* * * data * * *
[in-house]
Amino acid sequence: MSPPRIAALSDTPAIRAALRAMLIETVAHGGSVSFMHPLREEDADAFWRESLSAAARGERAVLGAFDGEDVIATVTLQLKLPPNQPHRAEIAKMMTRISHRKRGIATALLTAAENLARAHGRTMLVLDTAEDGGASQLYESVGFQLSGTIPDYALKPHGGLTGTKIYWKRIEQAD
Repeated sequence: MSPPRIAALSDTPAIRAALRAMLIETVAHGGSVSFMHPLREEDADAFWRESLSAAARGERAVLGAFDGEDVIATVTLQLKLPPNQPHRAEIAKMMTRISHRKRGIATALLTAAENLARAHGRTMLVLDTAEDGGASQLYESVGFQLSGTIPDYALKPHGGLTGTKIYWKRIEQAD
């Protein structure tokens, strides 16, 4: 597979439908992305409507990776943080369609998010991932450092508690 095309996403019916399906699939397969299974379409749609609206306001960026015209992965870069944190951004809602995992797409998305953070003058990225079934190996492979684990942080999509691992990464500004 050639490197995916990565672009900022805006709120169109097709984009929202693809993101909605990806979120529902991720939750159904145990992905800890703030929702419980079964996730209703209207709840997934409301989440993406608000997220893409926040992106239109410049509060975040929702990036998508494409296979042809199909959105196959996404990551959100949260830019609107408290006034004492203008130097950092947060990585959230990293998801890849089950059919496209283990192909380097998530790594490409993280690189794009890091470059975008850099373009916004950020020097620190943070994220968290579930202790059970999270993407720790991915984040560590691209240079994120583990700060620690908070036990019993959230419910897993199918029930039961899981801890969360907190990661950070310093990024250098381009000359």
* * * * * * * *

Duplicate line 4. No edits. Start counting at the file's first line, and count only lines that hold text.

């Protein structure tokens, strides 16, 4: 597979439908992305409507990776943080369609998010991932450092508690 095309996403019916399906699939397969299974379409749609609206306001960026015209992965870069944190951004809602995992797409998305953070003058990225079934190996492979684990942080999509691992990464500004 050639490197995916990565672009900022805006709120169109097709984009929202693809993101909605990806979120529902991720939750159904145990992905800890703030929702419980079964996730209703209207709840997934409301989440993406608000997220893409926040992106239109410049509060975040929702990036998508494409296979042809199909959105196959996404990551959100949260830019609107408290006034004492203008130097950092947060990585959230990293998801890849089950059919496209283990192909380097998530790594490409993280690189794009890091470059975008850099373009916004950020020097620190943070994220968290579930202790059970999270993407720790991915984040560590691209240079994120583990700060620690908070036990019993959230419910897993199918029930039961899981801890969360907190990661950070310093990024250098381009000359």